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Ethnic Indian food and Ayurvedic health care are preferred by not only Indians, but also Americans, Canadians, and British.Indian mithaiwith jaggery is fast gaining popularity abroad as a healthy sugar substitute. The reason why foods without sugar from India are popular both within India and outside is due to the authentic sugarless composition. Many consumers are cautious of products that state there is no sugar added, no added sugar, no refined sugar, or 0 grams of added sugar. Food with such labels invariably contains sugar. Moreover, there are 60 sugar variants available in the market, includingIndian sweets and even patisserie bakes. The common types of sugar include glucose, fructose, dextrose, granulated brown sugar, maple syrup, corn syrup, molasses, vegetable glycerine, yacon syrup, sucralose, and agave.
Anything but sugar is a company based in Delhi that caters to the sweet tooth of its customers without increasing their blood sugar levels. Ved Pohoja got his friends KB Sharma and Pramod Singla together for extensive research into making sweets and desserts without sugar. The company that came out of this research was called Home food for Tradition. The company grew by making and marketing healthy food, and they launched several other companies, including 3 Mile Bakery, Bread and Spreads, Grub manager, and Laddoo Singh. Master Chef Jagdeep in Anything but Sugar makes all the commonconfectionaries and traditional Indian sweets without any sugar. As the name of the company suggests, the products are all made with jaggery, honey, and dates, which add the taste of sweetness but without any harmful white sugar and its chemicals.
The company's 60 products are made from pure ghee and are health-conscious. Ved Pohoja recalls how he got started in this company, Anything But Sugar, because promoting healthy sweets free of sugar has become a mission for him rather than just a business. Back to Basics is the slogan of Anything but Sugar. Anything but Sugar manufactures and exports traditionalIndian sweets and confectionaries like Jodhpuri Laddoo also called theDhagga Mishri, as well as Kaju Katli (boondi and cashew nuts). Jager Dodha and Roasted Coconut with Corn are all made with jaggery. Dates are also used to make dates spreads and tamarind dishes. In addition to figs (Anjeer), Anything but Sugar makes several food treats, including Anjeer spreads with figs.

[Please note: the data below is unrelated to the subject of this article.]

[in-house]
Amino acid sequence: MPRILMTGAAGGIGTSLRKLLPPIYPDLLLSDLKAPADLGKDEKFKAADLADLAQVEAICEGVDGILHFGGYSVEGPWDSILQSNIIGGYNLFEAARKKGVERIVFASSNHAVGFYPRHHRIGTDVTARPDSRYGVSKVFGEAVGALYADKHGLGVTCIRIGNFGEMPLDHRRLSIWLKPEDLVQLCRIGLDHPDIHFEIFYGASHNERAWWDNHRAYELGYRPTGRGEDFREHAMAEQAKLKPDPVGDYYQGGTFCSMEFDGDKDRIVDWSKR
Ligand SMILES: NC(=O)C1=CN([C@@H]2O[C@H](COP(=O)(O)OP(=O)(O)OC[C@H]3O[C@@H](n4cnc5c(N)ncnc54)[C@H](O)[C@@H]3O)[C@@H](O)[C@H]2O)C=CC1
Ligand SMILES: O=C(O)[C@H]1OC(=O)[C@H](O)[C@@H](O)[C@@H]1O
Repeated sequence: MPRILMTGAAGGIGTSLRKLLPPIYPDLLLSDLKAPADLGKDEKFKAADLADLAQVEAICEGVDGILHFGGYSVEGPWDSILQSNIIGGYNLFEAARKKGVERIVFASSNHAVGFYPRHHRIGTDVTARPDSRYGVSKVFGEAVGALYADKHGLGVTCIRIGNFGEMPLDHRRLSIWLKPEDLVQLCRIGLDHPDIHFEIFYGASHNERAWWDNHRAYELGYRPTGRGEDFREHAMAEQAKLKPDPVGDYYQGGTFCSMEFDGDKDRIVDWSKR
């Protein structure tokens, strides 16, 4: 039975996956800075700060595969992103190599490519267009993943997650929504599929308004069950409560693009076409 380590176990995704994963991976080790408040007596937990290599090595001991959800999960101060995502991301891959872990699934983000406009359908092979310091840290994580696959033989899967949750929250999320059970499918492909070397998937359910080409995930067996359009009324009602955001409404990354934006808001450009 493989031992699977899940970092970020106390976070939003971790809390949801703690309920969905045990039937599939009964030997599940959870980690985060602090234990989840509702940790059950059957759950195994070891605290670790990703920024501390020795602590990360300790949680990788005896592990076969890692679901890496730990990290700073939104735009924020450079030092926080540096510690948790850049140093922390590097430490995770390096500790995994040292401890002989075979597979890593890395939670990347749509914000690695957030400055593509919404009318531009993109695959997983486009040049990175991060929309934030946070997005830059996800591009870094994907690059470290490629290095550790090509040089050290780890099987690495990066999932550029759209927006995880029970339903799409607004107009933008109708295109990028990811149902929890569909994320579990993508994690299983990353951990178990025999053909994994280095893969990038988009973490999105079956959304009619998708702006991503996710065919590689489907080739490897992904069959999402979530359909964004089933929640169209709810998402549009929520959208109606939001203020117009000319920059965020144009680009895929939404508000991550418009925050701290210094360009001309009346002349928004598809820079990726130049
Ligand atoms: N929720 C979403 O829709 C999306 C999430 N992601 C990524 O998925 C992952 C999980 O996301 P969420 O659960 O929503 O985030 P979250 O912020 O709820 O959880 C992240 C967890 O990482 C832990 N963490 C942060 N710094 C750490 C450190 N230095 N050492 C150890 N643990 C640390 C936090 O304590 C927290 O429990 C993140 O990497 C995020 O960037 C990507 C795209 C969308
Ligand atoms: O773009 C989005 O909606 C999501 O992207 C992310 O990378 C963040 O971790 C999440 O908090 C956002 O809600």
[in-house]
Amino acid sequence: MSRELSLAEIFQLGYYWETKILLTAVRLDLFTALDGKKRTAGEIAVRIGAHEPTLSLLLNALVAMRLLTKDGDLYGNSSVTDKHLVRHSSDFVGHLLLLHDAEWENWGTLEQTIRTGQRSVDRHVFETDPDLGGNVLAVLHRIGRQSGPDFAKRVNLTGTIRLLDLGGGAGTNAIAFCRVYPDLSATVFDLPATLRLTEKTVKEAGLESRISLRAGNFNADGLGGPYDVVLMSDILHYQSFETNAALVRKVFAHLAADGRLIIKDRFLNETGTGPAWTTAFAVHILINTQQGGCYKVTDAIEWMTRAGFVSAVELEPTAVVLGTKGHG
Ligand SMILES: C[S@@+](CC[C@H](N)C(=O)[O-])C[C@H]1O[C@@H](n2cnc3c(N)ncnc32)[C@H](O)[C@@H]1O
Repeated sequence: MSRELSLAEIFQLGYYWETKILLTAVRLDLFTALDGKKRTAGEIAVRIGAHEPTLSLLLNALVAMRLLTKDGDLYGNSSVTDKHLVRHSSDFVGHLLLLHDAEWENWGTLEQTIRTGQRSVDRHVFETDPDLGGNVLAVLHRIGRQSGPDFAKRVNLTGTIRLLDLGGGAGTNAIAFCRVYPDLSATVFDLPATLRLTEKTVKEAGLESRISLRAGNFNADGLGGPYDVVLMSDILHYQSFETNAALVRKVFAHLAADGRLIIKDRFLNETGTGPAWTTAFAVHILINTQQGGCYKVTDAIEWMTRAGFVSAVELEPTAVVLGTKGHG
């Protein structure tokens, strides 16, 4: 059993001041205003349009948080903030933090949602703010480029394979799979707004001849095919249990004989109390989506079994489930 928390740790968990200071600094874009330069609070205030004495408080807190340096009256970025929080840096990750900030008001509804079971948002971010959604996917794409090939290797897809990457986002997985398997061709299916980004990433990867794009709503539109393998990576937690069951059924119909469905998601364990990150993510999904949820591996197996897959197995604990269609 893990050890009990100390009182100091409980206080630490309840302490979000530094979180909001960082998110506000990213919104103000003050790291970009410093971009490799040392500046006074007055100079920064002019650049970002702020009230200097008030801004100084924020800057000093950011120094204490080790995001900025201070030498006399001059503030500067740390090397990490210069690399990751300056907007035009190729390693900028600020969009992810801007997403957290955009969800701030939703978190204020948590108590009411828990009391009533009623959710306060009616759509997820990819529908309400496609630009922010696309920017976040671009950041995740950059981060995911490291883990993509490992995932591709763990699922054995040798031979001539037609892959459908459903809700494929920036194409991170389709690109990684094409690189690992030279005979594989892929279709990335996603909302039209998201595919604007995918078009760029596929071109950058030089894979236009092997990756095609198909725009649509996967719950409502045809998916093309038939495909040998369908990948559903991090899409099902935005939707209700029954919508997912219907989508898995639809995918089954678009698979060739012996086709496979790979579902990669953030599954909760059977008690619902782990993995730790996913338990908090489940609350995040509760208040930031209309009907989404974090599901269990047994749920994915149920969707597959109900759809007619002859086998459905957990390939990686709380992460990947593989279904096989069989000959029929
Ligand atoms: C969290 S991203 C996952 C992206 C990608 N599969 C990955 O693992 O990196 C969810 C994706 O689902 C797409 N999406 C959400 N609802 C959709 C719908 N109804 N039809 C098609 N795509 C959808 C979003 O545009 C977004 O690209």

Anything but Sugar has diversified its product range by using natural Indian sweeteners in European dishes such as baklavas, health bars,patisserie cakes, and mini cakes. On the flip side, they have developed Indian variants of popular international dishes. For example, Anything but Sugar uses the Christmas New Year festive season withpatisserie cakes and pastries made without sugars and Indian variants of traditional international festive confectionery such as a plum laddoo where a part of the plum cake mix is used.
Anything but Sugar aims to discover healthy alternatives with great taste. There is chocolate cake without flour and a chocolate mousse made from avocado and dates. It appears to be rich ice cream, but it is coconut milk with juicy peaches. There is no sugar in this ice cream sundae. Another gluten-free option is a bar with an oat base and figs as a sweetener. Anything but Sugar began researching clementines and coconut milk and has come up with a pudding made with coconut milk and unsweetened coconut flakes.
This venture showcases healthy Indian food to the world and shows Indians ways to get back to traditional healthy foods and make them attractive to new generations. In a way, this is rediscovering long-forgotten recipes and general healthy eating.